- We want to make it easier for you to understand how to raise a concern about your rights and to have that dealt with in a child-friendly way. To help make this happen, we’ve provided funding to the Scottish Public Service Ombudsman to develop child-friendly complaints approaches and procedures that will launch in April 2024.
We want to make sure you don’t experience a problem accessing your rights and that your voice is listened to by the adults supporting you and we hope that our work with Public Authorities achieve this. If our culture is rights-rich we shouldn’t need to think about breaches – we can just think about how we want things to change and who can help us achieve this. If we work in partnership we will achieve the culture we all want.
What is the Scottish Government doing to ensure that all children and young people and the adults around them understand their rights and this Bill, and how are you communicating this in a child-friendly way?
I hope children and young people are already seeing and feeling change in their lives. We have been doing lots of work around raising awareness and understanding of children’s human rights.
Our strategy for communicating to children and young people will be to ensure that they understand their rights under the UNCRC and encourage them to raise their concerns with the adults around them if they think their rights have been breached – and to do that regardless of whether the compatibility duty applies.
To try to ensure that children and young people are aware of their rights we’re providing 3 years of national funding to UNICEF UK to offer their Rights Respecting School Award (RRSA) to all state schools in Scotland. RRSA is now in 76% of Scottish schools so you should hopefully be learning about and experiencing your rights when at school.
We also need to focus on raising awareness of rights among children who experience the greatest barriers to accessing their rights. The Scottish Government will be working with a range of different organisations to try to do that.
We have a UNCRC Communications Group that has been helping us to develop our communication with children, young people and their families. We will work with these key partners to share clear messages through a range of channels. For example, Young Scot has promoted UNCRC through their social media channels and the Children’s Parliament have shared information through the Bookbug Bags. When we combine everything that everyone is doing I’m confident we will reach all children and young people and ensure they are able to access the information they need.
For World Children’s Day, to celebrate our work on the UNCRC, can you explain how children and young people have been involved in the process so far?
I’ve already mentioned that, for me, World Children’s Day is about celebrating children’s ability to change the world. We should celebrate examples of where children and young people are involved in decision making processes. I see this happening across the work I’m response for and the wider work of Government. I want to say thank you to the Members of the Youth Parliament for championing this work and creating the Right Way resource that I know is supporting policy teams to meaningfully engage with young people.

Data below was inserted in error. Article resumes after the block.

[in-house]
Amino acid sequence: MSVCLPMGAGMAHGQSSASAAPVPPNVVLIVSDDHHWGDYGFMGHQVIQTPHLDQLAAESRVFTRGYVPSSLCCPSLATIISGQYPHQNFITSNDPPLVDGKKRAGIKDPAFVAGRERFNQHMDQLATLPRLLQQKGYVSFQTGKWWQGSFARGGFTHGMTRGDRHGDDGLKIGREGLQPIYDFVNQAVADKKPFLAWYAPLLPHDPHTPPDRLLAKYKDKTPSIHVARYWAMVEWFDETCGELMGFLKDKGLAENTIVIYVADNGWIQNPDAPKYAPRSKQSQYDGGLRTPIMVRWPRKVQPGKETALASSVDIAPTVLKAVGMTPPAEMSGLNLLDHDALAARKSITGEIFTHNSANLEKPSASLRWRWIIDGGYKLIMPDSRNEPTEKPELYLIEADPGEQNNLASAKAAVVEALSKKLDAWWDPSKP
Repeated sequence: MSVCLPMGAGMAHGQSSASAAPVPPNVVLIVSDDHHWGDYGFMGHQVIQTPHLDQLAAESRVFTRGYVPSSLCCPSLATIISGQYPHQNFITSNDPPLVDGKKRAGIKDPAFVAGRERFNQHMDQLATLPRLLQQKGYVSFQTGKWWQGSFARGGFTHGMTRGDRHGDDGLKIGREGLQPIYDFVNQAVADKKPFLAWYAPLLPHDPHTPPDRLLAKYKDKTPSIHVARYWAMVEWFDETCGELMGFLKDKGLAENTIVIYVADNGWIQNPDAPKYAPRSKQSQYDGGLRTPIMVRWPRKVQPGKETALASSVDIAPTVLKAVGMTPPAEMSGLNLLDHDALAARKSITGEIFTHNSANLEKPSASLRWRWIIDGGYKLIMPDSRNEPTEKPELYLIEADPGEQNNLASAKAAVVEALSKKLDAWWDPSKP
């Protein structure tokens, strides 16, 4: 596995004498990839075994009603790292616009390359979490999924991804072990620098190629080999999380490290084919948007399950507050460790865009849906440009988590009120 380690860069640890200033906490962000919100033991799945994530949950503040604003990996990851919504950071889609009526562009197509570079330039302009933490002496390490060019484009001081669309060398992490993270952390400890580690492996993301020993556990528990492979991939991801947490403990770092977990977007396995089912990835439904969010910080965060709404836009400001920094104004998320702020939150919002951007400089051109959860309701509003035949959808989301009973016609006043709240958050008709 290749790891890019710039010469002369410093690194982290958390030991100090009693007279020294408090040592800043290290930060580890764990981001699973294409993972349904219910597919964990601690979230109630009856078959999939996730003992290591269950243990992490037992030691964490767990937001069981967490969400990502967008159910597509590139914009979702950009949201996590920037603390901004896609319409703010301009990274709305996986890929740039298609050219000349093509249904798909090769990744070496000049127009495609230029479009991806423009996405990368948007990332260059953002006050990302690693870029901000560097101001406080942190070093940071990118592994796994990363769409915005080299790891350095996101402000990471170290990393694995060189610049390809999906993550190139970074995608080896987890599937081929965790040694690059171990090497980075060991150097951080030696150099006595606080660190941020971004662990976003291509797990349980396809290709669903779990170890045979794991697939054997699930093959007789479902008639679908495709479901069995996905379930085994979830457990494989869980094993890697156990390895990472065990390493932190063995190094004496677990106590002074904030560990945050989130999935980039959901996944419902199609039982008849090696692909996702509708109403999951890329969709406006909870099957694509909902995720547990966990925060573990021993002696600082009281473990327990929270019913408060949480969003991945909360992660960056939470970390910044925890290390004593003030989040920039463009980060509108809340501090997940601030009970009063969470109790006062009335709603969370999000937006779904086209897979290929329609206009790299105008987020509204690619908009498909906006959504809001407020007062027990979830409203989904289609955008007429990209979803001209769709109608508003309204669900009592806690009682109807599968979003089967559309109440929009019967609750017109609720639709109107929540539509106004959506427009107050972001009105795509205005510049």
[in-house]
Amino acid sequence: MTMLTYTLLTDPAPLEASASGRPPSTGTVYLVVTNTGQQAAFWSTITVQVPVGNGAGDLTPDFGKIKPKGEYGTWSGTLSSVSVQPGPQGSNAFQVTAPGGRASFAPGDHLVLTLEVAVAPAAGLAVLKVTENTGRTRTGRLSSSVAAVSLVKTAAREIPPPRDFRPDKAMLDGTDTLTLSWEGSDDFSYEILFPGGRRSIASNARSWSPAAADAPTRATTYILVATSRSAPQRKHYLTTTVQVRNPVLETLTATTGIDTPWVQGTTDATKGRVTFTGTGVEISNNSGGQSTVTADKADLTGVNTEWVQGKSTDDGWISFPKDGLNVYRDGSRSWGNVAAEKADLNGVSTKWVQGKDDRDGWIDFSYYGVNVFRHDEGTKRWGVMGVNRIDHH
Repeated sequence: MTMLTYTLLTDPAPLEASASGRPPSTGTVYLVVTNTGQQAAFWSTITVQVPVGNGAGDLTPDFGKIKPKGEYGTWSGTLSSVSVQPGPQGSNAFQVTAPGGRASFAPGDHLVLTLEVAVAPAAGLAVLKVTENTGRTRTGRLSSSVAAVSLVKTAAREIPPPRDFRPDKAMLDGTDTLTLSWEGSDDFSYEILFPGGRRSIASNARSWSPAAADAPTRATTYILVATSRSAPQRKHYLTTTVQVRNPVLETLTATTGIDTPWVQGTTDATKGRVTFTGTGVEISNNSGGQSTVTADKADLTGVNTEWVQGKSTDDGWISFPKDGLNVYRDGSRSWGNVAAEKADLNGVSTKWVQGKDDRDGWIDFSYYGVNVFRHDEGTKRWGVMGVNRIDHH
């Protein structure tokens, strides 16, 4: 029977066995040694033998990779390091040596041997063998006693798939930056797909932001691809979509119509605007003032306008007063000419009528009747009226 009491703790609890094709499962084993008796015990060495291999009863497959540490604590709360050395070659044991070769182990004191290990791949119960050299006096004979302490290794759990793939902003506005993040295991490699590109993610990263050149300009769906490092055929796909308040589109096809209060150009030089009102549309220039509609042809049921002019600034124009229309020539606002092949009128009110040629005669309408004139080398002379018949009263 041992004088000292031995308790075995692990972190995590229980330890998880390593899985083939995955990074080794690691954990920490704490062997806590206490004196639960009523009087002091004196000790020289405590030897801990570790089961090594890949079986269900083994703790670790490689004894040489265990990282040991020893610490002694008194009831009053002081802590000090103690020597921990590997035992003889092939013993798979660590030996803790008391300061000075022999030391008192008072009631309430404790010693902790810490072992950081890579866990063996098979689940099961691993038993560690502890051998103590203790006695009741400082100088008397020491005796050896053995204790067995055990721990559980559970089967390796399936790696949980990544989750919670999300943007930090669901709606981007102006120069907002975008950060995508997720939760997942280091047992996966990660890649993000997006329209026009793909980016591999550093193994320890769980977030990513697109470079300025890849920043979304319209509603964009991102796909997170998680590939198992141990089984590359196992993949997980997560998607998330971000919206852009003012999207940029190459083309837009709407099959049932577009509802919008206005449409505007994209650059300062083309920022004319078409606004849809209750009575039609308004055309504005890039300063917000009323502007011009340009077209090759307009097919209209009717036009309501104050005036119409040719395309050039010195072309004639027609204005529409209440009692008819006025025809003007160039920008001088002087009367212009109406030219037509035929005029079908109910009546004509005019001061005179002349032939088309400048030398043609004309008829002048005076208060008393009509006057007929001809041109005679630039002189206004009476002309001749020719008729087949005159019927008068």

At the Committee session the Cabinet Secretary spoke passionately about how children and young people have been involved in the journey to incorporation – and it has been a journey! The story stretches back to well before my time as a Minister. Our 2021-24 Action Plan outlines all the ways children and young people have been involved from 2009, such as the Annual Cabinet Meetings, your contribution to the UN’s Concluding Observations, and your sustained engagement with the Children’s Rights Unit. Members of the Scottish Youth Parliament met with officials working on the Bill in June to provide views on the options for amending the Bill and these views were important in steering us to a final decision on that.
I had the privilege of attending this year’s Annual Cabinet Meeting with the Children’s Parliament and the Scottish Youth Parliament. One of the Members from SYP gave an impassioned speech on the UNCRC Bill that was a timely reminder to never give up. I remember his opening remarks “If at first you don’t succeed. Try, try again. Is something we are taught from nursery age. We are told it to make us resilient, to make us ambitious, to make us never give up.” In many ways, this intervention propelled us to keep pushing forward with our amendments.
I just wanted to finish by saying it’s impossible for me to know everything that you are doing to make this country a better place for your peers and for future generations but I know that so many of you are involved in processes of change: from school pupil councils, to youth volunteering, to your activism on social media. We need to keep reaching those children and young people who need access to their rights most. Our journey is at an exciting moment, but we still have a road to travel. Thank you again, and have a great World Children’s Day.
Read more blogs on children’s rights and participation.